In the spring of 2007 Astilleros de Mallorca completed the restoration of M/Y Blue Bird, a classic gentleman’s yacht built in 1938 for Sir Malcolm Campbell. The story of the restoration of Blue Bird started a few years earlier, in the spring of 2004 to be precise.
A British gentleman had been looking at numerous classic yachts together with his broker, Nick Edmiston, but none of these yachts matched what he was looking for. It was William Collier, who had just taken over the legendary G.L. Watson design studio, who told them about M/Y Blue Bird.
Blue Bird was lying in Elburg at Scheepswerf Balk, and soon as they had found out about the yacht the owner, Edmiston and Collier went to Elburg. The yacht was owned by a former Dutch deep-sea captain, who had used the yacht for daytrips around Rotterdam for almost a decade. The Dutch owner was represented by Daan Balk, and by the end of the day both parties shook hands and Blue Bird was sold!
History of M/Y Blue Bird
In 1938 the yacht was launched from the Goole Shipyard as Blue Bird IV for Sir Malcolm Campbell. Designed by Scottish naval architects G.L. Watson she was to be an ocean going yacht as Sir Malcolm was planning to go treasure hunting in the Cocos Islands in the Pacific. She never made it to the Pacific as she was requisitioned in 1940 and went to Dunkirk to assist in the evacuation of the British Expeditionary Force.
In 1941 she patrolled off Liverpool, where she was almost blown up by a bomb, and later that same year she left for Northern Ireland, where she was to patrol the coast off Ulster and Eire.
After the war she was decommissioned, but by then Sir Malcolm Campbell was too old to undertake long voyages. He died in 1948 and five years later the yacht was sold. When Jean-Louis Renault, of the famous France car manufacturer, bought her in 1958 she was named Sterope. Over the next 25 years she was named Janick and cruised extensively through the Mediterranean, where she could be chartered for $600 a day.
In 1973 she was sold to Mr Colberg who based her in Long Beach, California and she was painted green. When Bob Harvey-George bought her in 1986, he sailed her back to the United Kingdom. Major modifications were made that returned the yacht close to her original profile. After nine years of charters in British waters she was sold to a Dutch former deep-sea captain in 1995. She was based in Rotterdam from where she undertook daytrips, as well as cruises to the Baltic and the South Coast of England during the summer.
The Restoration of M/Y Blue Bird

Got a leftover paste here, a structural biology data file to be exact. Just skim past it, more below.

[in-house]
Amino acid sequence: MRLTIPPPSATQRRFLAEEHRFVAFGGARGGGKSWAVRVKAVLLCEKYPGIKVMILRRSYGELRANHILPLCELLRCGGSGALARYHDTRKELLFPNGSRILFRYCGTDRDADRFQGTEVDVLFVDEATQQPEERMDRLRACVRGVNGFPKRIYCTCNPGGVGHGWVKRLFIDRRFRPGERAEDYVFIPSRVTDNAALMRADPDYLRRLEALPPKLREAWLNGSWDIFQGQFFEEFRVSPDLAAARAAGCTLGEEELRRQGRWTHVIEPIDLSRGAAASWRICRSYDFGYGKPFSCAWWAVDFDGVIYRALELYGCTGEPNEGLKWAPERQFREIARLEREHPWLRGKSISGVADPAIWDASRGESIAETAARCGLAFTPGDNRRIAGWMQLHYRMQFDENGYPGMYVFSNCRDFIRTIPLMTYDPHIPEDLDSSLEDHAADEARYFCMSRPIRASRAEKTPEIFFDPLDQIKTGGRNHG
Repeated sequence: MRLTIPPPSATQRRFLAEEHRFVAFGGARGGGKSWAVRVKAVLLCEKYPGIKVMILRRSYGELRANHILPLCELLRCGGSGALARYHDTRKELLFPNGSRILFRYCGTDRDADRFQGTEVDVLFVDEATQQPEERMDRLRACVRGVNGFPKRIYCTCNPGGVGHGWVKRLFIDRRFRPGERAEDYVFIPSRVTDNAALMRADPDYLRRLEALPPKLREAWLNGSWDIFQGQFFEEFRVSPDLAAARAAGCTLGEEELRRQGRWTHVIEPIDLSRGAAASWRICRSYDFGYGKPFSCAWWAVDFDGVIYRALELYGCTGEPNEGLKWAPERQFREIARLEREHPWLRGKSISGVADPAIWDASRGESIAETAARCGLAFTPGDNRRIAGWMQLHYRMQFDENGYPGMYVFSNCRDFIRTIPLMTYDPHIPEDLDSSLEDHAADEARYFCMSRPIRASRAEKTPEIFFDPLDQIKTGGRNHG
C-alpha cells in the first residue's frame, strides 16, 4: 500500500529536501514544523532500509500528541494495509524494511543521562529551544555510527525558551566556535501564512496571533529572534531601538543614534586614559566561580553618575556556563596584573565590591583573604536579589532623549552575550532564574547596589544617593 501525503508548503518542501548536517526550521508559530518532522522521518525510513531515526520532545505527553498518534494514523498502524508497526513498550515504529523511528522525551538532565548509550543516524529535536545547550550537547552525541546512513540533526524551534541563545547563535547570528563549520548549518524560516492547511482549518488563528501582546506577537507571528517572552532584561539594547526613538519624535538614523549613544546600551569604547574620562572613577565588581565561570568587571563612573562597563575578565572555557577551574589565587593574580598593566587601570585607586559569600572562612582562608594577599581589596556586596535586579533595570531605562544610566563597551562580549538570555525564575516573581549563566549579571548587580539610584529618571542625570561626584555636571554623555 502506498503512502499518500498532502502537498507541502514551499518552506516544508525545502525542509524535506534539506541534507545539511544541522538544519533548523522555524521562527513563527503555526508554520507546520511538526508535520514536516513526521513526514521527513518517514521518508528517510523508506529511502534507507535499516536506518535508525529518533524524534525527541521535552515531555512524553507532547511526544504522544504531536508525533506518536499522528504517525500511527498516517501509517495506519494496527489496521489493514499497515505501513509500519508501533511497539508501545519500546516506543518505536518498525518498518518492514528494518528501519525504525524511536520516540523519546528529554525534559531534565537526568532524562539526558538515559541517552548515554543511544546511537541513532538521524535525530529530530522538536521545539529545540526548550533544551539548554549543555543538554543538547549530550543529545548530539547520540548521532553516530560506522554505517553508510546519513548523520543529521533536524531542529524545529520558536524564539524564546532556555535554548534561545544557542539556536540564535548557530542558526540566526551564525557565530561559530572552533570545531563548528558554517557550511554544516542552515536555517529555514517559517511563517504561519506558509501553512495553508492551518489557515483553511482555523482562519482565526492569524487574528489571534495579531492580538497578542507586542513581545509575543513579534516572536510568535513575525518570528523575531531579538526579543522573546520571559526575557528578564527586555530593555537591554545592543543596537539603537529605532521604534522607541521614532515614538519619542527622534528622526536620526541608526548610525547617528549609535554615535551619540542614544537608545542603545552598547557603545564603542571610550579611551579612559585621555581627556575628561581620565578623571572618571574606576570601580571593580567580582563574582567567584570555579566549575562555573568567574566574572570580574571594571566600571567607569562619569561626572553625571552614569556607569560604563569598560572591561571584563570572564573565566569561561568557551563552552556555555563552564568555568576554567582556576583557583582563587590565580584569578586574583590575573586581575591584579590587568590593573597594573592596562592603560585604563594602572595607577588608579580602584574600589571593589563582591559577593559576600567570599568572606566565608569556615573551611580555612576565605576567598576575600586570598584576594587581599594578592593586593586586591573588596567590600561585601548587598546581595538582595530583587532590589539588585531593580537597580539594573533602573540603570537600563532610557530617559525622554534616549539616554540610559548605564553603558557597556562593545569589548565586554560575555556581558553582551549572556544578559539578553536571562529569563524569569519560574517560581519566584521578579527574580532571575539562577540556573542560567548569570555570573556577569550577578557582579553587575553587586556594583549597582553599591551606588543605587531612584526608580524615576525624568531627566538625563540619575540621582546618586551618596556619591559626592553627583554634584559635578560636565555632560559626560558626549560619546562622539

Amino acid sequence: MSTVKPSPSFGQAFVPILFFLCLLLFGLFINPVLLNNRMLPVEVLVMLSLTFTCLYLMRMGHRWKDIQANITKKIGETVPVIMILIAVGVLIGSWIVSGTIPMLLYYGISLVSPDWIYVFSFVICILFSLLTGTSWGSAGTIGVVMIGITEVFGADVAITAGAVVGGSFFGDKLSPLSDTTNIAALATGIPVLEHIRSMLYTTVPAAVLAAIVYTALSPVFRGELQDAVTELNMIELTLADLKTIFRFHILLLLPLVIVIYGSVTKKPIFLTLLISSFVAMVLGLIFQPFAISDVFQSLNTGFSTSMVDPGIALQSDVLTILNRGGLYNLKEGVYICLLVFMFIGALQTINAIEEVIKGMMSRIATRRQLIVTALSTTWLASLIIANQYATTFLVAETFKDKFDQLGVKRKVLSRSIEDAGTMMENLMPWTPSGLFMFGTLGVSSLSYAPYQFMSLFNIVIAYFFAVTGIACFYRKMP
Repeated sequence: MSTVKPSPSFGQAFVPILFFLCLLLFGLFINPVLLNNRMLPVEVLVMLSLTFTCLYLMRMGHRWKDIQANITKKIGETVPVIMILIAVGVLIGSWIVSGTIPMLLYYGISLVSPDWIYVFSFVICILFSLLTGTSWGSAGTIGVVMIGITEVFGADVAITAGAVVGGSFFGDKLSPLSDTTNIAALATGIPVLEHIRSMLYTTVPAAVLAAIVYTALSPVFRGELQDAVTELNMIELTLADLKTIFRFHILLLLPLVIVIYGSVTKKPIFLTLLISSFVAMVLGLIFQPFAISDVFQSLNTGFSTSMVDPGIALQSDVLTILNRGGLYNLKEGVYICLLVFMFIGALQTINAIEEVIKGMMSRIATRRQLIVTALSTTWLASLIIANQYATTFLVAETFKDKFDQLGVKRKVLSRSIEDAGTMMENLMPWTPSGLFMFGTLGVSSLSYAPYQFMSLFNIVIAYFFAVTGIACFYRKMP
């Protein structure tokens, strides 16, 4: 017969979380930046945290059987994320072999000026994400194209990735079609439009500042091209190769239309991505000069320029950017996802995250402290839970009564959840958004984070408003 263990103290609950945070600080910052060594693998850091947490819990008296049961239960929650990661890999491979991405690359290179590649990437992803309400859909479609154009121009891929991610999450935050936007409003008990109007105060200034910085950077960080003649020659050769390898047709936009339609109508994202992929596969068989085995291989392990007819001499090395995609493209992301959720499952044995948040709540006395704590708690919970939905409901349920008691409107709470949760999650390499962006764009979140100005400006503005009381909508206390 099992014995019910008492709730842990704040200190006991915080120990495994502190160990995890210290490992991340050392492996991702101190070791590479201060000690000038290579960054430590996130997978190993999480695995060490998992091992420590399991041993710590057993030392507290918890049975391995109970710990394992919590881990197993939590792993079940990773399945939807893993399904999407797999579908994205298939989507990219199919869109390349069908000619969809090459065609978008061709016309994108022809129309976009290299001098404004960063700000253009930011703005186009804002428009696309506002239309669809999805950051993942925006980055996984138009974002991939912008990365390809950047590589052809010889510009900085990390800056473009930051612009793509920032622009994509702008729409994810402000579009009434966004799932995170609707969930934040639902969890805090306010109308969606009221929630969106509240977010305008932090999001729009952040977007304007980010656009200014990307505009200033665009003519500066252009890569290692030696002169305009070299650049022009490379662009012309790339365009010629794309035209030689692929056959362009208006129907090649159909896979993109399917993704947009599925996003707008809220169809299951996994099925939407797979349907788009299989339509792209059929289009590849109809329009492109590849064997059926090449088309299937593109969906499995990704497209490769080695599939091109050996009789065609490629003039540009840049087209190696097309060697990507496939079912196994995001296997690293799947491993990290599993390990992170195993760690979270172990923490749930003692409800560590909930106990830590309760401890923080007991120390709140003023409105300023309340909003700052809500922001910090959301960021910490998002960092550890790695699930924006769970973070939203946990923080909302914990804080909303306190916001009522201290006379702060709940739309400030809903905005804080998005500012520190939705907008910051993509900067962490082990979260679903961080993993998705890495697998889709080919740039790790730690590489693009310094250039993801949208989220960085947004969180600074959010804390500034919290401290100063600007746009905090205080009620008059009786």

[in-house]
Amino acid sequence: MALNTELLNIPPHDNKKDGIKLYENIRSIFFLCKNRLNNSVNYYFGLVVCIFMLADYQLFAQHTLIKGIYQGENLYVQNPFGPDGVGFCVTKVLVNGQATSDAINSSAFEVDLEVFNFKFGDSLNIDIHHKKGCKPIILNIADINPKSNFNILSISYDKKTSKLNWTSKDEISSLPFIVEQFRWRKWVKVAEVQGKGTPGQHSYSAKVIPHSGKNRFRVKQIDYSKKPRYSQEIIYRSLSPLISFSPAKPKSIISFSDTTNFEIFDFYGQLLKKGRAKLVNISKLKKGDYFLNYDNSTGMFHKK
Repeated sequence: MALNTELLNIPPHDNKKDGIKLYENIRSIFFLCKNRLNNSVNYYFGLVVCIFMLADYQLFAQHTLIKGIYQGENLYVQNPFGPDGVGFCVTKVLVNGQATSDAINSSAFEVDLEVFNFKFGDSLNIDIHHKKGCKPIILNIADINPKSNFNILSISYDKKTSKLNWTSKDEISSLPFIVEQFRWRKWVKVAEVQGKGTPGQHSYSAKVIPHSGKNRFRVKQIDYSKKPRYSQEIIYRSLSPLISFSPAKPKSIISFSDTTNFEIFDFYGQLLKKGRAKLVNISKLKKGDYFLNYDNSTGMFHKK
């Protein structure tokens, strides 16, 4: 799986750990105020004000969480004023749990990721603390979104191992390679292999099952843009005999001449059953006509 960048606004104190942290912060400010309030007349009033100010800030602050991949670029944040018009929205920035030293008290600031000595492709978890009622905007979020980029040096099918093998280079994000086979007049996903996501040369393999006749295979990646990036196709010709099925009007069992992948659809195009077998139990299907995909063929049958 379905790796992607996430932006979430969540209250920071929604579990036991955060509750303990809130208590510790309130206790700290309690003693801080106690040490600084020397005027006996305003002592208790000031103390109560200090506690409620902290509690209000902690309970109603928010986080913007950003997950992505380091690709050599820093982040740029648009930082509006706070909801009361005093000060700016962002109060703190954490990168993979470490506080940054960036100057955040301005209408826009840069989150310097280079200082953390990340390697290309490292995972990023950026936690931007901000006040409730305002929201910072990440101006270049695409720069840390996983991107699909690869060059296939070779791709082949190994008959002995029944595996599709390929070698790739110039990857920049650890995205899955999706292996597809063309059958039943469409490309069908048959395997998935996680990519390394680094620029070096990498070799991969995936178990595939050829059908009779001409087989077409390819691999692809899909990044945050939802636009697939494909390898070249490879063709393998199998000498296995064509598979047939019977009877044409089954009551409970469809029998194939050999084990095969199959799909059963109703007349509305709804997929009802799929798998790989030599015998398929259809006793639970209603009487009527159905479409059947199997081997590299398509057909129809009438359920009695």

G.L. Watson, her original designers, would oversee the restoration and Bannenberg Designs was appointed as interior designers. A logical choice as the late Jon Bannenberg was responsible for the restyling of the family yacht, the 82m Talitha G.
The refit contract was awarded to refit specialists, Astilleros de Mallorca. Much of her steel hull was still intact, but due to stability problems caused by her heavy superstructure, it was decided to rebuild the entire superstructure. While Astilleros de Mallorca was cutting steel, Bannenberg and the Client were discussing her new general arrangement.
To reduce noise and vibration Van Capellen Consultancy was appointed. The interior was contracted to Ruiter Quality Interiors, who had worked on other yachts together with Astilleros de Mallorca.
Blue Bird is back!
We start our walk-through of Blue Bird on her aft deck, a small cozy deck with a table for six and a small built-in seating area in the bulwarks of her canoe stern. Double doors give access to the main deckhouse. Aft are a pair of dining tables, one at port and one at starboard side, which can be joined to form one larger table, with banquette seating. Stairs, leading to the VIP cabin, separate this dining area from the comfortable salon, built around a working fireplace.
A lobby, with on the left the galley, leads from the salon to the full beam owner’s cabin. A queen size bed dominates the room with a sofa on starboard and a spacious bathroom, with bathtub, on port side.
Below the owner’s cabin are a twin cabin with en suite bathroom, and a small single cabin, which can be used for guests or staff. Forward on the lower deck are two twin crew cabins, a captain’s cabin and the crew mess. The crew area is accessed via a traditional companionway on the fore deck.
Two more guest cabins are located aft on the lower deck, aft of the engine room; a full beam VIP cabin, similar in size to the owner’s cabin, and a twin cabin in the stern. Both have their own bathrooms.
The upper deck houses the wheelhouse and a pantry, from which the alfresco dining area is served. Behind the deckhouse, on portside is space for sun loungers and the starboard side houses the elegant sailing tender, Chouette. Further aft is a large dining table, easily seating eight, and full beam sofa.
In May 2007 Blue Bird was completed and left Palma. The summer of 2007 she spend cruising the Eastern and Western Mediterranean, while this winter she cruised the Caribbean.
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